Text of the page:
This is a recent issue started by the organic movement and the credit squeeze. There are only a few people who think they want an allotment as most are too busy today with family activities. TV, computers and other modern technology.
The solution that the P.C. therefore suggested is that if anyone has more garden than they need, the P.C would introduce them to a person wanting an allotment and let things takes their course.

These are The Parish Council’s thoughts for the future of the village and the start of the Village Plan.

The Parish Council would like to hear from anyone who has ideas they think should be included in this suggested plan, or indeed comments on items they do not agree with. Please reply to Paula Hazard The Parish Clerk, or to one of the Parish Councillors. Please have your say!! Your views can be expressed at the Parish Council meeting on Thursday 9 September 2010, 7.30pm at the Preston Nomads Cricket Club House. If indifference is shown, then it will be adopted as the official plan for Fulking and lodged with the MSDC.

2008 07 10 PC Minutes

Minutes of the Ordinary Meeting of Fulking Parish Council held in the Village Hall, Fulking on Thursday 10 July 2008 at 8.00pm

Present : Chairman Mrs Jenny Vaughan, Vice Chairman Mr Tony Brooks, Councillors Mr Richard Corner, Mrs Jennifer Parmar and Mrs Pamela Rowland and Clerk to the Council, Mrs Paula Hazard.

Apologies for Absence : District Councillor Gina Field and County Councillor Peter Griffiths.

Declarations of Interest by Members (if any) are shown against the relevant items in the minutes.

The minutes of the meeting held on 10 April 2008 were read, approved and signed by the Chairman.

Rights of Way: DMMO 07/01 Perching Drove. The Parish Council had written to Mr Gort-Barten on 25 April to get an update on the legal situation regarding the Permissive Path Agreement. The PC had not received a reply. It was agreed that if a reply was not received soon then the PC should write again.

Highways: The PC had written to WSCC (on 10 April) requesting Unsuitable for HGV signs to be placed at either end of Clappers Lane. The surface of the lane had always been a problem and it was believed that this was being exacerbated by the increase in heavy traffic which was being diverted along the lane by sat nav systems. This had been chased up again as no response had yet been received.

The PC had requested (on 9 June) WSCC Highways to authorise a section of non-skid surface across half of the Clappers Lane northern junction. This had proved to be a dangerous junction for cars joining the Henfield Road.

Councillor Brooks talked about a private company that carried out small road repairs. However, it would need more Parish Councils to be involved for it to be a viable option.

A problem with the street light at the bottom of Stammers Hill being on during the day had been reported. EDF had advised that it was a light sensitive switch and had trimmed back the tree leaves that had been covering it. They also reported that the old fitting was holed, the Perspex melted and the bracket rusty and that a new lantern would be required. A quote of 276.54 plus VAT had been received and it was agreed to go ahead with this work.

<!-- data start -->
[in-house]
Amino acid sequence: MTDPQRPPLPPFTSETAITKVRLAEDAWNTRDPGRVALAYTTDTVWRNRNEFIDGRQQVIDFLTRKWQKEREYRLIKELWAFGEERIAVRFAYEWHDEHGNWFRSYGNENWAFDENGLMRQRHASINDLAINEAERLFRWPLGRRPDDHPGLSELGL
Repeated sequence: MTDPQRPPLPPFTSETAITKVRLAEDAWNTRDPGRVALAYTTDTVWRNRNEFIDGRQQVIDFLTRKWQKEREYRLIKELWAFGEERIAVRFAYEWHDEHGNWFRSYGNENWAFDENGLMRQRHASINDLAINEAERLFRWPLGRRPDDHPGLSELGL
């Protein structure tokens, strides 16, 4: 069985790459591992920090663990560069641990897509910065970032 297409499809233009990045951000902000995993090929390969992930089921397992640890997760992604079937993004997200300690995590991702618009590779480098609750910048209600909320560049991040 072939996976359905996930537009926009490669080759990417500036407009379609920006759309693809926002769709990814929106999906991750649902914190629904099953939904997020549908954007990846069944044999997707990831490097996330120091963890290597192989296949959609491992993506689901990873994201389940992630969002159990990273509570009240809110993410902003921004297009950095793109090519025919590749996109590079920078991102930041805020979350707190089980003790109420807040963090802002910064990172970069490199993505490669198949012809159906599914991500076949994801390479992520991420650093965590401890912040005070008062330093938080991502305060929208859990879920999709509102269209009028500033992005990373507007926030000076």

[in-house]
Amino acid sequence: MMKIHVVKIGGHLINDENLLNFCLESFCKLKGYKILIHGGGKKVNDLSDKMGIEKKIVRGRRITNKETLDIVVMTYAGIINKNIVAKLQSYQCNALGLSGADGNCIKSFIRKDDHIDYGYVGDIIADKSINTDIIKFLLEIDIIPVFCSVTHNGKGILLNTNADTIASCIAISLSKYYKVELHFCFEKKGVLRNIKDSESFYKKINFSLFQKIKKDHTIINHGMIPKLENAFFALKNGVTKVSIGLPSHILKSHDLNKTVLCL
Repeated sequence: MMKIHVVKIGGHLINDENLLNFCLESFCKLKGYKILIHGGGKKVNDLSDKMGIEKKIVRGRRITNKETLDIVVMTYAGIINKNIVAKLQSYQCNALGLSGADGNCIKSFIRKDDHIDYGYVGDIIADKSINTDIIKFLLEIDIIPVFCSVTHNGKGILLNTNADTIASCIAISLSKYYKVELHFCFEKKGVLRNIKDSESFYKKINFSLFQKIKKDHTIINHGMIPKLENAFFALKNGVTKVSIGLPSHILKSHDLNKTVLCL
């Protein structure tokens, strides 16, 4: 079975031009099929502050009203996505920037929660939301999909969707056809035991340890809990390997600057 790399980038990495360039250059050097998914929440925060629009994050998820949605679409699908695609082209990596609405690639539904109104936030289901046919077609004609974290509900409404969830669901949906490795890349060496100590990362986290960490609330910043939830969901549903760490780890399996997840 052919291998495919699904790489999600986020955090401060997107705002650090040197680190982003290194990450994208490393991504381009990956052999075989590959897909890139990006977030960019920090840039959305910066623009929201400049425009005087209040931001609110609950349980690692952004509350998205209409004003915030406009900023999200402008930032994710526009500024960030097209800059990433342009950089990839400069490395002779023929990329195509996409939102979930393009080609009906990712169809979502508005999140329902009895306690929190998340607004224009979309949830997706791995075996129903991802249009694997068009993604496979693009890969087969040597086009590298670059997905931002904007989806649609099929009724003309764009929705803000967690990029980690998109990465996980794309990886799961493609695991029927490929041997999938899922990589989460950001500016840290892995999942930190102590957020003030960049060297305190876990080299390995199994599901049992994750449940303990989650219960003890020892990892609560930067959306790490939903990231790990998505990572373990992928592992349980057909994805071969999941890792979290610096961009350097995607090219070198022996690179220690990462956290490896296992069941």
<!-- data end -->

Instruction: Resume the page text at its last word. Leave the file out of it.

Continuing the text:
A local resident had written to the PC to raise the issue of parking problems in Clappers Lane and requested that the PC lead a debate. This issue was discussed but as the PC did not own any land, a possible solution would have to involve the use of private land. Therefore it was agreed that this would need to be a matter for private agreement and was not something that the PC would have any jurisdiction over.

Market Garden: A letter was sent (on 25 April) to the Chairman of the Southern Area Planning Committee, Mr A Barrett-Miles, to strongly express the concern that continual flouting of Planning Law had been allowed to continue for such a long period and that planning law be vigorously enforced to ensure that all the planning conditions were complied with.

MSDC confirmed that Mrs Hearne had appeared at Mid Sussex Magistrates Court summonsed for failing to comply with the Breach of Condition Notice.

The PC wrote (on 27 May) to MSDC Development Control to ask that they ensure that the planning schemes for conditions 7 and 8 went through the normal planning process so that both the PC and local residents could be consulted. Detailed requirements for layout schemes were also specified to MSDC. However, MSDC replied that because of time and resources it would not be practical to consult with third parties over the discharge of conditions. It was agreed that the PC should write again to Development Control to ensure that the specific requirements for conditions 7 and 8 were included in the layout schemes.

MSDC confirmed (on 20 June) that Mrs Hearne had pleaded guilty and had been fined.

Preston Nomads: Local residents had reported traffic problems with drivers speeding along the southern section of Clappers Lane to the Cricket Club. District Councillor Gina Field had been trying for some time to arrange a meeting with PNCC. However she had not received any response from David Laing. Therefore no meetings had been held between PNCC and Gina Field and Tony Brooks with reference to other outstanding matters.

North Town Field: The bark pit in the play area had been weeded and needed topping up with more bark. Councillor Brooks had estimated that six cubic metres of bark would be needed. This would cost 360 (at 60 per cubic metre). Councillor Brooks had found someone who was able to deliver it and help lay it at a cost of 120. It was queried whether funds were available to do this. Although it had not been allowed for in this year s precept, there were reserves to cover it and it was believed that this was acceptable as it was a task that needing doing every 4 or 5 years. It was discussed whether other surfaces were possible but as it needed doing urgently the decision was made to go ahead with the bark surface in this instance.